During my studies at 42 Prague, I have been approached a number of times with questions related to what an ordinary day at the campus may entail. Given the freedom to do so, I took the opportunity to write up my experience from one cold January Monday. This text is aimed at those interested in enrolling at 42 Prague, or simply wanting to know more about the day-to-day happenings at the institute. Disclaimer: Apart from being a student at 42 Prague, I am also contracted as a media content creator for the institute (you’ll get a glimpse of that too).
Today was going to be a long one at the 42 Prague campus. Let me explain — as a self-employed person, my work schedule can sometimes be quite random. Well, it just so happened that this Monday, there was nothing in my calendar but a quick job in the early evening. In other words, I could spend pretty much the whole day coding. I would’ve never guessed 2 years ago, when I was still studying for my degree in a completely unrelated field, that this would be something that excites me. But here we are! And so, with no clue about when I’ll have such an opportunity to progress my projects again, I head on.
On these long days, I always try to arrive at the campus early, usually some time between 6 and 7 AM. As I do not live in Prague, all of this is in attempt to beat the morning rush hour (I truly hate commuting — who’s with me?!). And since the campus is open 24/7, that poses no problem. However, as early as I think I am, I am never the first person in on that day. That honour goes to Peter, 42 Prague’s CEO, who always startles me when doing his rounds around the floor. Not that he aims to do so, it’s just that even though I consider myself a morning person, my ‘sociable’ switch doesn’t turn on for the first few hours.
Anyway, getting in early allows me to do some deep work, and the mornings are usually when I can get the most done. With headphones on and VSCode started up (no, I will not switch to Neovim, it scares me too much), I manage to fix two issues that I found in my code the day before. In the meantime, more people come pouring into the campus. Before noon, it’s generally students tackling 42 full-time, or people with flexible schedules like mine.
Among those people is also Andrea, my team partner, with whom I am undertaking the first team project in the core curriculum. It’s called ‘minishell’ and I believe that the presence of the word ‘hell’ in minishell is not merely a coincidence. In short, it’s about trying to recreate bash with limited functionality in C from scratch. If you have no clue about what bash is, no worries, I had none either just a few months back. Anecdotally, it is the hardest project in the curriculum to overcome, mainly due to its many layers and edge cases to cover. Which is why we are stoked to be almost done with, taking our time testing the code and cleaning it up. I was very lucky to be paired up with Andrea, who can pretty much always pinpoint and correct any problems I might face. And in the case when neither of us can solve an issue (believe it or not, as brilliant as we are, there were one or two such occurrences in this project), we turn to our peers, who are more than willing to share their own experiences with minishell.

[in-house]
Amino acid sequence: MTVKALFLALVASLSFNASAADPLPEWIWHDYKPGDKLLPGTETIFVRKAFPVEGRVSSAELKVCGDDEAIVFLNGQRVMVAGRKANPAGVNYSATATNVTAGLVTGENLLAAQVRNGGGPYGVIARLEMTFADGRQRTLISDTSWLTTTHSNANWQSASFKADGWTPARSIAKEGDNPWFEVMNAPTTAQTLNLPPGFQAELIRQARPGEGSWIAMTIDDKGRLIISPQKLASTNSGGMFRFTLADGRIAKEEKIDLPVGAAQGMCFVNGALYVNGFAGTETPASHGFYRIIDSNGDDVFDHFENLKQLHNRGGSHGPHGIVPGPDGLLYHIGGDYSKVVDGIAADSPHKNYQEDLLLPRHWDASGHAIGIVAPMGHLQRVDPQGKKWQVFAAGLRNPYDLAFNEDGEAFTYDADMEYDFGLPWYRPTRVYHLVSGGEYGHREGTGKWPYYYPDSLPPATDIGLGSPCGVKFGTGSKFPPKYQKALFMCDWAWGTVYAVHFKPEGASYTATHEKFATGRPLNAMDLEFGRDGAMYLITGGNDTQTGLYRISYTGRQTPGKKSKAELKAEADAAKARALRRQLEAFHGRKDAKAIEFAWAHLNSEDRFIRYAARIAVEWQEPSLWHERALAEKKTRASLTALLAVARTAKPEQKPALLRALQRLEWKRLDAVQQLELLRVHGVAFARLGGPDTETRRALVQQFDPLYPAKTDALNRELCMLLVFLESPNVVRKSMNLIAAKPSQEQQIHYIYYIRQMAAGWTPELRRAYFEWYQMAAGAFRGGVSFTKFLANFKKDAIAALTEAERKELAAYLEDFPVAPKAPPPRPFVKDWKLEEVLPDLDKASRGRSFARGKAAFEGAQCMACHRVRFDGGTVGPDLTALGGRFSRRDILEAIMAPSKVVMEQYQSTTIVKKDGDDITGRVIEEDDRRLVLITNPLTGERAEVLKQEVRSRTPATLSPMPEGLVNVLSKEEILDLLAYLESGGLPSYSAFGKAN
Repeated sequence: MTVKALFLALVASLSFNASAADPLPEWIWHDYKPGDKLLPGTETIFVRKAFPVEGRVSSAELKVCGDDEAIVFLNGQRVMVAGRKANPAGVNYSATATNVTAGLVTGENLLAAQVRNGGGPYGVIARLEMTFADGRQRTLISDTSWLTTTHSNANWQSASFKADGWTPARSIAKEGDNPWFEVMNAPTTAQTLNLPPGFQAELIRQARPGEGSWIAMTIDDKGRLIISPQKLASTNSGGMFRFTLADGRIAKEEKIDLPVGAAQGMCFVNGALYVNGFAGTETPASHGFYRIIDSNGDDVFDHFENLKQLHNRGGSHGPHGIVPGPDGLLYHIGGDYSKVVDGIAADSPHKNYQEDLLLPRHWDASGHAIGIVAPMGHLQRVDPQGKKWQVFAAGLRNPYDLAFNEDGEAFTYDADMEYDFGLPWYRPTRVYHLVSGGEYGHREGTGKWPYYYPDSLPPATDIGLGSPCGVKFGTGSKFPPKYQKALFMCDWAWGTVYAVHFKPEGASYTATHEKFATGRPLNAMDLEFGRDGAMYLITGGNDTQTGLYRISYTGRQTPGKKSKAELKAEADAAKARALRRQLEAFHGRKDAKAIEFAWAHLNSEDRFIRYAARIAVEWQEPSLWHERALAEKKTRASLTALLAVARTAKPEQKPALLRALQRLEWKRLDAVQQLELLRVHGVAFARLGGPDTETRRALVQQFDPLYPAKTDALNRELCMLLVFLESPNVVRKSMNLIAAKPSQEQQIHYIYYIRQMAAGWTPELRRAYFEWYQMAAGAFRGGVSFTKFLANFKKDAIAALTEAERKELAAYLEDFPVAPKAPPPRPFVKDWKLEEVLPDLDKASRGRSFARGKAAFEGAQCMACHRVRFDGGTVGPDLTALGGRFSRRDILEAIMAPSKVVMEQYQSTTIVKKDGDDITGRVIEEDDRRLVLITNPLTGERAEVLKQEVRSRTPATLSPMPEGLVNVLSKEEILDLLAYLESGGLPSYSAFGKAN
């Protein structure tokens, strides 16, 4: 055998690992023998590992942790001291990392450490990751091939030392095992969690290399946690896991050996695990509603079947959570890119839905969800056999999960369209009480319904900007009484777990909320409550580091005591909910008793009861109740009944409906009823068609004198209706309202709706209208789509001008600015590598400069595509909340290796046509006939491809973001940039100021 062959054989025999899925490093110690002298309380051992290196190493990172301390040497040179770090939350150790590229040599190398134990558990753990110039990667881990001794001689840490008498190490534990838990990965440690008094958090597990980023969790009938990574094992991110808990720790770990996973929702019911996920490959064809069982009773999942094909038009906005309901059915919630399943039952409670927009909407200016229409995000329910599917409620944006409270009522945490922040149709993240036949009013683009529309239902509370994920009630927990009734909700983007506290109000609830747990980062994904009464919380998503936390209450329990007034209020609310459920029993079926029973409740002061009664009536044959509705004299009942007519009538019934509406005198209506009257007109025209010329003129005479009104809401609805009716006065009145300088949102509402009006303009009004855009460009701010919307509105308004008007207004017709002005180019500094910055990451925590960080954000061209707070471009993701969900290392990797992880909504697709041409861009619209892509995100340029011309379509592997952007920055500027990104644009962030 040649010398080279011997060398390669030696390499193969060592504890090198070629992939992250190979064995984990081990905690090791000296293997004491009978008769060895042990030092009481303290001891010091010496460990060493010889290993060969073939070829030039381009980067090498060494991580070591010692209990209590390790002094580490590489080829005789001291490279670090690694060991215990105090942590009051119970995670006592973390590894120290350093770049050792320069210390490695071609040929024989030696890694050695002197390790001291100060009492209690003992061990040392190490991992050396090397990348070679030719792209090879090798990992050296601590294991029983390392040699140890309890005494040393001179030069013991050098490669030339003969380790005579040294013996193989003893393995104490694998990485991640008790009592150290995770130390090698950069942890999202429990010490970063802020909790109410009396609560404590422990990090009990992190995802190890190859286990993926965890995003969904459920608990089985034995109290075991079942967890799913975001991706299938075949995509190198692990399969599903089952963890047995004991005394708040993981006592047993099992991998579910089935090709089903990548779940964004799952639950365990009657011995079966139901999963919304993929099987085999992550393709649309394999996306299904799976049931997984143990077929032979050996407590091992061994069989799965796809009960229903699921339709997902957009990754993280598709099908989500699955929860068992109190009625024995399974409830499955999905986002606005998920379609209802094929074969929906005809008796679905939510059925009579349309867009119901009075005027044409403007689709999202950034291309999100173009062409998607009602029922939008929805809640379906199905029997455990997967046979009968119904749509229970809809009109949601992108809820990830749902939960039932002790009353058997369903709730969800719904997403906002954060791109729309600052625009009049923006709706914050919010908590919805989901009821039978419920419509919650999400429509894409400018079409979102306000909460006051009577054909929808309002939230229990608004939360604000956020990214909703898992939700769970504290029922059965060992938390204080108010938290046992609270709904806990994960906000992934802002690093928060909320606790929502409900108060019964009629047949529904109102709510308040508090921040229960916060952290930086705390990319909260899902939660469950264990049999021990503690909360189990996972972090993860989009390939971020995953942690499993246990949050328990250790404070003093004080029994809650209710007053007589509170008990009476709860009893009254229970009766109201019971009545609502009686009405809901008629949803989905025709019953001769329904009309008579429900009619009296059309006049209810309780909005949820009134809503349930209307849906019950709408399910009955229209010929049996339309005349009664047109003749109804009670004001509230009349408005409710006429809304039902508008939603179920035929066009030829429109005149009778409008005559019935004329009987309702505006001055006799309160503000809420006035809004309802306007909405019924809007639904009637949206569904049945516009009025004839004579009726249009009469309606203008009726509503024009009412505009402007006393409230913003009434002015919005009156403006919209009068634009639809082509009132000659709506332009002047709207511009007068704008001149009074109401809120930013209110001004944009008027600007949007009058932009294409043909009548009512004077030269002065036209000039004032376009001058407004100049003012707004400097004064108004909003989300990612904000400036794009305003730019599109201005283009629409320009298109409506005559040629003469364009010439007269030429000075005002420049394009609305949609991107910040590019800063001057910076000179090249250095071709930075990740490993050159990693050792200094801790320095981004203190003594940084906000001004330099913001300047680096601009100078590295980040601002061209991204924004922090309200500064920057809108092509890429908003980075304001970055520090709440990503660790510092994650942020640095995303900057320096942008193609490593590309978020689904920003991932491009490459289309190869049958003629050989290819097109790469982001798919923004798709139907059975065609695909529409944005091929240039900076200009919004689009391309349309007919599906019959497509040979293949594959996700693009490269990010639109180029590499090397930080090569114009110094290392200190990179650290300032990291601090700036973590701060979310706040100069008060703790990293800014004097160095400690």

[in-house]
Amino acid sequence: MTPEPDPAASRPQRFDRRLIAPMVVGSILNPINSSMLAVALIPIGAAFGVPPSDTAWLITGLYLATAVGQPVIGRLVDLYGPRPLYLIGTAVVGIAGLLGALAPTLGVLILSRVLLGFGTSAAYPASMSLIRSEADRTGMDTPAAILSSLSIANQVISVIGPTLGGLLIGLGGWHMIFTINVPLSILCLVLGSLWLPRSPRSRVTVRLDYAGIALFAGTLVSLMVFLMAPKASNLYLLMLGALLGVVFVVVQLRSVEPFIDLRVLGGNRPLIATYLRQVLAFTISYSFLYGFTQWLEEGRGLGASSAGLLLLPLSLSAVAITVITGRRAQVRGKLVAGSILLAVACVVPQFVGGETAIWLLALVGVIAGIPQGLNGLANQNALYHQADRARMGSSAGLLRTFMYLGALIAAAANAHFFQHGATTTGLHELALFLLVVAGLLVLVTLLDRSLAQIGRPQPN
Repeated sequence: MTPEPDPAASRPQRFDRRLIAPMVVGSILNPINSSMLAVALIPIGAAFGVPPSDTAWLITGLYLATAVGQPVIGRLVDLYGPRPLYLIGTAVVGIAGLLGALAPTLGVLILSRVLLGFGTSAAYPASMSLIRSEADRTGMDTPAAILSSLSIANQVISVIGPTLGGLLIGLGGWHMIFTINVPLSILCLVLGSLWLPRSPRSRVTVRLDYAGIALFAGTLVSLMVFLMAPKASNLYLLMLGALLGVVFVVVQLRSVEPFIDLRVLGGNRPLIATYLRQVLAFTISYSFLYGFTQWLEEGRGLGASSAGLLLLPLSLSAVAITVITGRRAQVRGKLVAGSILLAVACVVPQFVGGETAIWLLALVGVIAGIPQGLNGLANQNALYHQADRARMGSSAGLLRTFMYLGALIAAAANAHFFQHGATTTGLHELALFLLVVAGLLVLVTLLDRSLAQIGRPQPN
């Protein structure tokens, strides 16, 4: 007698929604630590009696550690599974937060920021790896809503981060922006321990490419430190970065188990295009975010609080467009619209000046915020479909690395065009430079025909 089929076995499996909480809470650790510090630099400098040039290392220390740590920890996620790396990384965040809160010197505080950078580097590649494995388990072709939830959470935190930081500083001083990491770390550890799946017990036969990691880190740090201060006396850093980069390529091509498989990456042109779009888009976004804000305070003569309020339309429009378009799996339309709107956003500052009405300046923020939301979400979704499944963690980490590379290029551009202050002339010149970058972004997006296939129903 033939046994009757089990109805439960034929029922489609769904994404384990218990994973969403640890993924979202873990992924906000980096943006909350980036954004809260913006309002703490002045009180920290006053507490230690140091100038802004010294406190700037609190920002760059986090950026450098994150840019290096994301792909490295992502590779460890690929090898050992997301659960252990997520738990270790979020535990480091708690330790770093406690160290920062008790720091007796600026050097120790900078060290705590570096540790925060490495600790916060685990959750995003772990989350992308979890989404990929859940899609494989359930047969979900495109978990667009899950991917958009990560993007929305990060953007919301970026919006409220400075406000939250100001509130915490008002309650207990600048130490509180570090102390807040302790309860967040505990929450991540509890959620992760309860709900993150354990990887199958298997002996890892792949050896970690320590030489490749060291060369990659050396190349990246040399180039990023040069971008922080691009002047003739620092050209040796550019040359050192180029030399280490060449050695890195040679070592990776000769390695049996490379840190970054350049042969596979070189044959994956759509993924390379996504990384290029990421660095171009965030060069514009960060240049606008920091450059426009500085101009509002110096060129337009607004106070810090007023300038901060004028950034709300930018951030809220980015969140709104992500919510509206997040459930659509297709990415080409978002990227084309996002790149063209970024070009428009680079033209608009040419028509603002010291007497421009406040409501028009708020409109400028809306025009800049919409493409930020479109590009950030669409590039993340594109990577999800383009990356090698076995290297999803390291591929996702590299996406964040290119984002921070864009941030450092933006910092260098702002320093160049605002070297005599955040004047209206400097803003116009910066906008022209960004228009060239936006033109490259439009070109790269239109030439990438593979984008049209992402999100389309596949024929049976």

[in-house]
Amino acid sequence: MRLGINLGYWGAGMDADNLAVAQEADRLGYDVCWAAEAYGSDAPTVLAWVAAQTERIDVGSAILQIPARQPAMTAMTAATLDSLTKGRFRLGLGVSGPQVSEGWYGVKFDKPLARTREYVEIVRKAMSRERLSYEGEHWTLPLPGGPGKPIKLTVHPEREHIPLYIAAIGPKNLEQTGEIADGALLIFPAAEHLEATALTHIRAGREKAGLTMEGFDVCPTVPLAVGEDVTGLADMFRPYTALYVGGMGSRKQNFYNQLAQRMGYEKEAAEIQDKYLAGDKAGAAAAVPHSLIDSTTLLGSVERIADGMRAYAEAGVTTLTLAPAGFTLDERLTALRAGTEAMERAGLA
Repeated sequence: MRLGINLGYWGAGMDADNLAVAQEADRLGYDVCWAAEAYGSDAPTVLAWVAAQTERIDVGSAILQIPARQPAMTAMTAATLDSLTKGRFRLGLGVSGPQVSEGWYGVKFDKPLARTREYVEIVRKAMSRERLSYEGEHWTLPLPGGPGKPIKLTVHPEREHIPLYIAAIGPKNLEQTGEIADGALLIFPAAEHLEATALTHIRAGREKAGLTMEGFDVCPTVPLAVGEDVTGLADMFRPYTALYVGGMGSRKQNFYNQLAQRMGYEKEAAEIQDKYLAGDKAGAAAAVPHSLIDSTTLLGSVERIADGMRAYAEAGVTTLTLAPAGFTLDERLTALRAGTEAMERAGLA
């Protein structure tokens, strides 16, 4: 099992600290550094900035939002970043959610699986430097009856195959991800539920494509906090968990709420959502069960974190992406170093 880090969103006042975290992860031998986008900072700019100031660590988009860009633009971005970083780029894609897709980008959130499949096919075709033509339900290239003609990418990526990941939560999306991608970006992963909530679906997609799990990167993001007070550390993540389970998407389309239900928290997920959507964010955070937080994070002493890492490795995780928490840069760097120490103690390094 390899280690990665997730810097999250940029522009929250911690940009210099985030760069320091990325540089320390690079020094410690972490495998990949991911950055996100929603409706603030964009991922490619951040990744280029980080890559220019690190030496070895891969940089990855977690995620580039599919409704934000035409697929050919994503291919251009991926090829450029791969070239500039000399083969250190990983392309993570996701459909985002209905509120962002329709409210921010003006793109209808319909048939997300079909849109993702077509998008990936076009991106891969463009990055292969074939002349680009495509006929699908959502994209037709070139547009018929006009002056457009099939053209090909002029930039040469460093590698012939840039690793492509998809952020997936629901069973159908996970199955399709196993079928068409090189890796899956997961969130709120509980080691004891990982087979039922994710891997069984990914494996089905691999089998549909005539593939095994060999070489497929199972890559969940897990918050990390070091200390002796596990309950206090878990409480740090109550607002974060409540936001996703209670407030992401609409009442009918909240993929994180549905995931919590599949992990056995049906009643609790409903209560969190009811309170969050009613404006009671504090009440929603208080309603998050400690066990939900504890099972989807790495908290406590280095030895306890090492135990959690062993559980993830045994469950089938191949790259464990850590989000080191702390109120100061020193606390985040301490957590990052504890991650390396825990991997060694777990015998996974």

Waking up early also means early lunch (finally a decent trade-off!), and so with half past 11 on the clock, I log out in search of a succulent meal. More often than not, I pack my own lunch, which I can store in one of the community fridges located in the campus kitchen. However, this is not one of those days. Up until recently, one would have to venture outside the AFI Tower (the building in which the 42 Prague campus is located) for a proper lunch — that is, unless you consider vending machine baguettes as such. But, a few months back, a restaurant/buffet has opened up on the ground floor, providing a healthy eating option just an elevator ride away. Since everyone else in my cluster seemingly has their life together and made their own lunch, I head downstairs myself.
The main clientele of the restaurant is all the employees situated on the other floors of the tower. But since I’m quite early, I beat many to the punch and can enjoy the full selection of meals. The menu updates daily and usually consists of a soup and 3 meals, one of which is vegetarian. The prices range from 170 to 200 Czech crowns (or 7 to 8 Euros), so not exactly student-budget-friendly. But so far, I have not been let down by either the deliciousness, quality, or portion size. Fuelling the body and brain well is essential in order to have energy to learn new things. But, admittedly, having a filling lunch also means being a bit drowsy for the next hour, so I take my time getting back to my work station.